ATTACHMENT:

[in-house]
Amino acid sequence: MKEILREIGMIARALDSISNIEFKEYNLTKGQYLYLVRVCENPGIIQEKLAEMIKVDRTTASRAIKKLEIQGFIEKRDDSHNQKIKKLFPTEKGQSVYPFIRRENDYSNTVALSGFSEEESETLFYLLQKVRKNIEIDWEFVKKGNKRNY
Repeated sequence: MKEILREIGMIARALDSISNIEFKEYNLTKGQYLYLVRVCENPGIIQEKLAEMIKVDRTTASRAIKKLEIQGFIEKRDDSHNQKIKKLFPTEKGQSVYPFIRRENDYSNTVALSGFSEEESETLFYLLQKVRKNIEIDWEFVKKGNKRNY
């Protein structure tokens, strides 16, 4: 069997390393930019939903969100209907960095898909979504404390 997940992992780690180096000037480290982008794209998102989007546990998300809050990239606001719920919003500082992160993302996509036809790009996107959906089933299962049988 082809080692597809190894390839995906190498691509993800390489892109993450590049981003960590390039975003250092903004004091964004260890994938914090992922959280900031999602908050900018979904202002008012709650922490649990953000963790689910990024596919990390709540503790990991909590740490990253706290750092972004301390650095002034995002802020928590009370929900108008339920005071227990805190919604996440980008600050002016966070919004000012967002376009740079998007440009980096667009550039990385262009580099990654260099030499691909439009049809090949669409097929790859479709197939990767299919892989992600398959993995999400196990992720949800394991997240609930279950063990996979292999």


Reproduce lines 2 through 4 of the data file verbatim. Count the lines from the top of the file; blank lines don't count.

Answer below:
Amino acid sequence: MKEILREIGMIARALDSISNIEFKEYNLTKGQYLYLVRVCENPGIIQEKLAEMIKVDRTTASRAIKKLEIQGFIEKRDDSHNQKIKKLFPTEKGQSVYPFIRRENDYSNTVALSGFSEEESETLFYLLQKVRKNIEIDWEFVKKGNKRNY
Repeated sequence: MKEILREIGMIARALDSISNIEFKEYNLTKGQYLYLVRVCENPGIIQEKLAEMIKVDRTTASRAIKKLEIQGFIEKRDDSHNQKIKKLFPTEKGQSVYPFIRRENDYSNTVALSGFSEEESETLFYLLQKVRKNIEIDWEFVKKGNKRNY
């Protein structure tokens, strides 16, 4: 069997390393930019939903969100209907960095898909979504404390 997940992992780690180096000037480290982008794209998102989007546990998300809050990239606001719920919003500082992160993302996509036809790009996107959906089933299962049988 082809080692597809190894390839995906190498691509993800390489892109993450590049981003960590390039975003250092903004004091964004260890994938914090992922959280900031999602908050900018979904202002008012709650922490649990953000963790689910990024596919990390709540503790990991909590740490990253706290750092972004301390650095002034995002802020928590009370929900108008339920005071227990805190919604996440980008600050002016966070919004000012967002376009740079998007440009980096667009550039990385262009580099990654260099030499691909439009049809090949669409097929790859479709197939990767299919892989992600398959993995999400196990992720949800394991997240609930279950063990996979292999």